Click here to read all our latest reviews


The Mirror Crack'd

The Mirror Crack’d


Royal and Derngate Theatre

THE MIRROR CRACK’D at the Royal and Derngate Theatre



The Mirror Crack'd

“Special mention goes for Ward’s restrained performance as the softly spoken starlet”


Original Theatre has assembled a first-rate cast for this new adaptation by Rachel Wagstaff of Agatha Christie’s classic novel.
The action is set somewhere in the 1950s, a time when supermarkets and showers are new commodities, and the death penalty is still a deterrent. It’s not too much of a spoiler to report that a murder is committed for which there are a number of prime suspects. From out of town, and whose arrival is causing so much excitement in the sleepy village, are Hollywood legend Marina Gregg (Sophie Ward) with protective husband and film director Jason Rudd (Joe McFadden), co-star Lola Brewster (Chrystine Symone) and amongst their faithful entourage are waiter Guiseppe (Lorenzo Martelli) and secretary Elia (Sarah Lawrie). From within the village are the wealthy Dolly Bantry (Veronica Roberts), the down-to-earth Leighs (Jules Melvin & David Partridge) and Miss Marple’s home-help Cherry Baker (Mara Allen). A variety of personages with colourful accents – some of them over-played – verges close to pantomime on occasion. But as crucial scenes are re-enacted with different interpretations – bravo Jules Melvin – generally the performances are honest and rise above the caricature.

Special mention goes for Ward’s restrained performance as the softly spoken starlet, and Roberts’ bustling Dolly who appears to be the real village gossip.

Director Philip Franks moves this large cast of twelve naturally around the stage. Often in frieze positions whilst action is highlighted elsewhere, occasionally unwelcome shadows are cast from the otherwise effective side lighting (Emma Chapman). Frank’s insightful direction provides a line-up of suspects for us to learn who is who which aids the interval fun of making a guess as to whodunnit.

A central revolving structure (Designer Adrian Linford) provides the imposing backing for both Miss Marple’s living room and the film studio with large French windows and sliding glass doors showing a mirror reflection of the action. An almost constant background of effective incidental music going on behind much of the dialogue (Max Pappenheim) enhances the suspense but also evokes the comfortable feeling of watching something familiar on Sunday evening TV.

For much of the first act, Miss Marple (Susie Blake) sits on a central winged armchair, her bandaged sprained ankle raised, whilst snatches of action take place in front of her. The humorous repartee between her and Chief Inspector Craddock (Oliver Boot), as Miss Marple subtly takes over the questioning of suspects, is well done. Boot, despite a stereotypical moustache and much pacing, holds his own amid the laughter.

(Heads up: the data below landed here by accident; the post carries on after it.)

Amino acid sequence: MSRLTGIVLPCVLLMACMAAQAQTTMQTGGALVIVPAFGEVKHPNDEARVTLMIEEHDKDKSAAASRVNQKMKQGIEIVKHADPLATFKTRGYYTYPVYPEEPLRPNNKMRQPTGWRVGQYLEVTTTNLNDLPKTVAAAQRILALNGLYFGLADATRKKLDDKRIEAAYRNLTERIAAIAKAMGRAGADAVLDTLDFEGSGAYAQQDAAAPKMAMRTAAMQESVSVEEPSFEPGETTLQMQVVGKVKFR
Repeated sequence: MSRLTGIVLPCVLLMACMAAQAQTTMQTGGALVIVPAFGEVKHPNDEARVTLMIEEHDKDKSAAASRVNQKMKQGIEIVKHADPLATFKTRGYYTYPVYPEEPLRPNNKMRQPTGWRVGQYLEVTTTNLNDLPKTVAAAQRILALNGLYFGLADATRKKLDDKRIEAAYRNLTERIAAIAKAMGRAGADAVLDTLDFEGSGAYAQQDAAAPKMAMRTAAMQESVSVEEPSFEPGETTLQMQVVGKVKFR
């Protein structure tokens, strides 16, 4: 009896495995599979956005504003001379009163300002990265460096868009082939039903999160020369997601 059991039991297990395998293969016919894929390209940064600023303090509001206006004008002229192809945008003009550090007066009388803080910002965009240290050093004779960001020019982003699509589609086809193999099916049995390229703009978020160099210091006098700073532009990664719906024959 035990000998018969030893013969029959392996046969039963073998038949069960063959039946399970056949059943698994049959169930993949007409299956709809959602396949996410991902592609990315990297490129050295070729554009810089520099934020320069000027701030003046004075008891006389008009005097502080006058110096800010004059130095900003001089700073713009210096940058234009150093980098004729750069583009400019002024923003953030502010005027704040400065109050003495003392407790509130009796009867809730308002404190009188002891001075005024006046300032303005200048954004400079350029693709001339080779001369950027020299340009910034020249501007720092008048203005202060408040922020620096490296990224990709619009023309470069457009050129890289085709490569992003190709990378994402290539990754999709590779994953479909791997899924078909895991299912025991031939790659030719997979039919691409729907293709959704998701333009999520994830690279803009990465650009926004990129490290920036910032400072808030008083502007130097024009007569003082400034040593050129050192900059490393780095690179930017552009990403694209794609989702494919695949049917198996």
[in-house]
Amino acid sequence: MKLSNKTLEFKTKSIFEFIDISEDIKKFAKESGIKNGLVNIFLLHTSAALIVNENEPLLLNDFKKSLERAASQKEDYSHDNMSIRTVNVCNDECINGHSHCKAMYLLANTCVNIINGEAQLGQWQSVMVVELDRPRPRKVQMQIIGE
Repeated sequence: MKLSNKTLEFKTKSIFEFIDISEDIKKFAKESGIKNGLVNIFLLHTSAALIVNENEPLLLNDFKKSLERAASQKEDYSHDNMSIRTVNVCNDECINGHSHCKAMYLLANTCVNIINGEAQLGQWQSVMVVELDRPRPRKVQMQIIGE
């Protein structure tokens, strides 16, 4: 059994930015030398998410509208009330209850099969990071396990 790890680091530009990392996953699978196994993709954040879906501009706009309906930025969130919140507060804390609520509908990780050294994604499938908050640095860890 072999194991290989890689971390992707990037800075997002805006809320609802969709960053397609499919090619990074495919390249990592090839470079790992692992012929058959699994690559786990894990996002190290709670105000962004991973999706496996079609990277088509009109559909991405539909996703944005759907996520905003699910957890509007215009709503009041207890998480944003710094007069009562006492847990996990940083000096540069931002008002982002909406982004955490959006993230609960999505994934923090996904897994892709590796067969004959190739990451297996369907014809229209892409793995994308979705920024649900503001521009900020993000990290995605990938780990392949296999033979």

As Miss Marple takes to her feet with the aid of crutches, and then a walking stick, the plot moves closer to a denouement. We hear backstories about key players but an effort to provide some gravitas by writer Rachel Wagstaff by tying things together within a common theme of personal loss doesn’t really hit home.

This audience shows that the character of Miss Marple is well-loved and Susie Blake’s reliable and sympathetic portrayal of her steals the show. Who would have thought that this amiable old spinster’s first word on waking up from a dream at the start of the play would be “bugger”?


Reviewed on 31st October 2022

by Phillip Money

Photography by Ali Wright



For the full details of the UK Tour click here


Previously reviewed at this venue:


Animal Farm | ★★★★ | Royal & Derngate | May 2021
Animal Farm | ★★★★ | May 2021
Gin Craze | ★★★★ | Royal & Derngate | July 2021
Gin Craze | ★★★★ | July 2021
Blue / Orange | ★★★★ | Royal & Derngate | November 2021
Blue / Orange | ★★★★ | November 2021
The Wellspring | ★★★ | Royal & Derngate | March 2022
The Wellspring | ★★★ | March 2022
Playtime | ★★★★ | Royal & Derngate | September 2022
Playtime | ★★★★ | September 2022
The Two Popes | ★★★★ | Royal & Derngate | October 2022
The Two Popes | ★★★★ | October 2022


Click here to read all our latest reviews